|Noah and I in front of the Western Wall|
There is a policy in place in much of the Middle Eastern countries, all Arab, which says you are unwelcome if your passport bears a stamp from Israel. This is similar to the US not allowing Cuban stamps for American citizens. To get around this, one must fly first to Istanbul then to Tel Aviv. Once in Israel you are given a visa card instead of having a stamp in your passport. To begin our trip, our flight to Istanbul was canceled. We did not know this until we got up at four in the morning, had a friend drive us to the airport, and got in line to check in. We had to go back home and then return to the airport later that day. It was one of those days that make you question why you wanted to travel to begin with. What could be more important than snuggled up at home with a hot cup of coffee?
Noah, however, was having a great time. On our flight to Istanbul he refused to sleep but was entertained by a beautiful young Turkish flight attendant. (Upon happily bouncing into her arms, he stuck all of his fingers in her mouth. I was horrified. She laughed and took them out. Her lipstick never moved and I now regret not asking her what she was wearing.) She took him to serve drinks, tend to passengers, prepare meals, and even up to the cockpit to help fly the plane. He was up there with the pilots for at least 20 minutes. I think I starred at the wall while he was gone but I was so grateful for it.
We found the taxi line and started making our way to the cab indicated by a young female dispatcher. The taxi driver was an older gentleman, perhaps in his 70s, wearing a beanie just above his ears. He had reading glasses resting on his nose and a warm sweater buttoned up his chest. He reminded me of the main character in Up and I thought, should he be driving a car at night? He started grabbing our bags as he and the dispatcher exchanged heated words that turned out to be just a conversation. It reminded me of New York where people talk with animated hands and in a tone that sounds like they are yelling at you for offending them, but really they are saying, “Good morning. How are you?”
“Where you going?” asked the taxi driver in a thick Israeli accent. His tongue was used to speaking Hebrew. Gman showed him our friend’s address in Jerusalem. As we pulled out of the airport we realized our driver did not really speak English. He didn’t understand where we were going. “No problem, I call my wife. She e’speak English, and German, and Japanesé.” He offered. “I call her.” She and he discussed (again sounding a bit heated, though just talking) and Google searched our destination as we drove along the highway generally towards the Holy City.
As we pulled into our friend’s neighborhood the driver commented as to what a nice neighborhood it was and our friend came out to meet us. We quietly made our way into his home and were passed out in the guest room within 10 minutes. And thus our journey in the Holy Land begins.
|Street in Jerusalem|
|Street in Jerusalem|
Our trip consisted of seven days in Israel (two days for travel). We visited friends in Jerusalem and stayed with them for three nights. Then we ventured up to the Sea of Galilee area, staying in Nazareth for two nights, and lastly to Caesarea for the day and Tel Aviv for one night. (*I’ll post our full itinerary in a separate posting with travel notes, in case you are interested. Each day of our trip will be a separate blog post as well.)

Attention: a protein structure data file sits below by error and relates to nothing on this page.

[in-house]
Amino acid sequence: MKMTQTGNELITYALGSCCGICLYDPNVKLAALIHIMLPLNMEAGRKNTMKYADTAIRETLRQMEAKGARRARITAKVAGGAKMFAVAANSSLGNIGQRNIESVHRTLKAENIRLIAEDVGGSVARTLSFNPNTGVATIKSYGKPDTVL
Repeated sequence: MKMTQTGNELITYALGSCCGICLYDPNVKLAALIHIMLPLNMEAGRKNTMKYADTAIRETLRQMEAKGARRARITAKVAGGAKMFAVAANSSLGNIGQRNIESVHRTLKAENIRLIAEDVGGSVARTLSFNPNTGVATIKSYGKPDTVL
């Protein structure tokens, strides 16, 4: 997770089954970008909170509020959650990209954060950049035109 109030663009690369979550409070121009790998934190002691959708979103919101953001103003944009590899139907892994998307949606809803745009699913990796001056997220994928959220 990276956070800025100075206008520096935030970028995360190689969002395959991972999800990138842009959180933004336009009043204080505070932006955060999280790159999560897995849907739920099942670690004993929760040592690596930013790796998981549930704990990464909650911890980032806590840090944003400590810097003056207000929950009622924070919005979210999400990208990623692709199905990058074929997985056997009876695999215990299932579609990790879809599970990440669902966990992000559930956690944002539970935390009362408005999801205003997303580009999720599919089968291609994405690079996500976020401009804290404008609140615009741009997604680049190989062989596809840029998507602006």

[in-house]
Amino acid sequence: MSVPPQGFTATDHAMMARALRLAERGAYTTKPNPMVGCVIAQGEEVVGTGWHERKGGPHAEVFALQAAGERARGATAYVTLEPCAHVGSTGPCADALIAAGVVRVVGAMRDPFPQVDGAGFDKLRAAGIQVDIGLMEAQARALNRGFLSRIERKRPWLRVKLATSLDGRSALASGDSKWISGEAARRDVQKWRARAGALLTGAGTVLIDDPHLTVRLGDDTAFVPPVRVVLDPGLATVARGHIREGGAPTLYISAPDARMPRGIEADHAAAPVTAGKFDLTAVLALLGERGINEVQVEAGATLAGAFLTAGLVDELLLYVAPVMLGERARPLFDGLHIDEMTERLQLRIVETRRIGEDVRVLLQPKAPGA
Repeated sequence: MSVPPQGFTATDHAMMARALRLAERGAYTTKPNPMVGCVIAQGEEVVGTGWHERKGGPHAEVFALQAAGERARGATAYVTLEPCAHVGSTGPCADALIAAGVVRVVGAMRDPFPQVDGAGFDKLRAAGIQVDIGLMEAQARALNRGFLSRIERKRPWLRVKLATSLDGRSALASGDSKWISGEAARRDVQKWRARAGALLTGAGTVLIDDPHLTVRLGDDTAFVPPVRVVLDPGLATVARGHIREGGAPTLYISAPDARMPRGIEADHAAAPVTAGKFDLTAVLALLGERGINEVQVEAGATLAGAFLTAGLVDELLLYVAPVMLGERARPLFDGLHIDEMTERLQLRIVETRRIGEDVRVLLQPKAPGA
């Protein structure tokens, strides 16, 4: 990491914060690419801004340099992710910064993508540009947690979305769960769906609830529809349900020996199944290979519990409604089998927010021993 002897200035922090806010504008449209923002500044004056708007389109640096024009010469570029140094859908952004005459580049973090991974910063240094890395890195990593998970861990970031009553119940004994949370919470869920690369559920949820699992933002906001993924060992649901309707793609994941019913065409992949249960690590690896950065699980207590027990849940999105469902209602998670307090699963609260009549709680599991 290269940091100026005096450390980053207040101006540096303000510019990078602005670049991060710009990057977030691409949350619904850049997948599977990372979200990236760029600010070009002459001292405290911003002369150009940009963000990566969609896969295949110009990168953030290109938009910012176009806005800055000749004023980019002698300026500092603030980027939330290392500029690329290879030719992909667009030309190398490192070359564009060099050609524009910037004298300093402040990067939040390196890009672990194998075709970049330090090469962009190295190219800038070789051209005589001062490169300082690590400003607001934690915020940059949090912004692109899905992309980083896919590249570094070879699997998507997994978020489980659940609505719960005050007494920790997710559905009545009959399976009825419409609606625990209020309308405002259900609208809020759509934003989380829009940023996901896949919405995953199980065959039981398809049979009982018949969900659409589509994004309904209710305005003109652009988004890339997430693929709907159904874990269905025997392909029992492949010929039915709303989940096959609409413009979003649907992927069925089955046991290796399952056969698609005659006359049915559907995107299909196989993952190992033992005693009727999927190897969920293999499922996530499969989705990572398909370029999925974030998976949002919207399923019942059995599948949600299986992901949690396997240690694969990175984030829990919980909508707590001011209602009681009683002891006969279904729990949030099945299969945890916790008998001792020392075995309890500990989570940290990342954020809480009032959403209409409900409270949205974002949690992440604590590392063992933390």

|Western Wall, detail|
The next morning we woke up somewhat refreshed. This was surprising because it was 6am and we only had four hours of sleep. It was uninterrupted sleep though and I have learned to accept this sort of blessing as it happens. Still, a strong cup of coffee and a shower were in order. I gathered my toiletries bag, clothes, and towel, and opened the door to walk down the hall. But before I could leave the room, I stopped in my tracks. Our two and a half year old hostess, who had been listening at our door, was caught off guard by my exit. My plans were temporarily changed as we greeted our friends, and their small children – a five-year-old, two and a half year old, and a four month old. Although Noah was four months old only what seems like yesterday, I was surprised at how tiny and precious our friends’ baby was. It’s hard for me to remember Noah that small and I tear up at that thought.
After breakfast we headed out for a day of touring the holy sites in the Old City. I was very excited to experience this part of our trip as soon as possible because it is the one I had been looking forward to for a long time – almost my whole life actually.
For me -and many before me - this wasn’t just a vacation, it was a religious pilgrimage. Since I was in high school studying the Bible I imagined events from long ago. I imagined Romans and Jews walking their cobbled stone streets and going into their beautifully painted houses, eating olives, drinking wine, and talking the latest gossip. I imagined Jesus hanging out with his friends and followers, walking on water, teaching on a hillside. Our pastor at the time took a few people on a Holy Land pilgrimage. He brought back many stories and an oil lamp for my mother. It became one of her most prized possessions and an object that spurred my curiosity. In college, my art history classes only fueled my fire (I feel this way about Greece and surrounding Islands as well).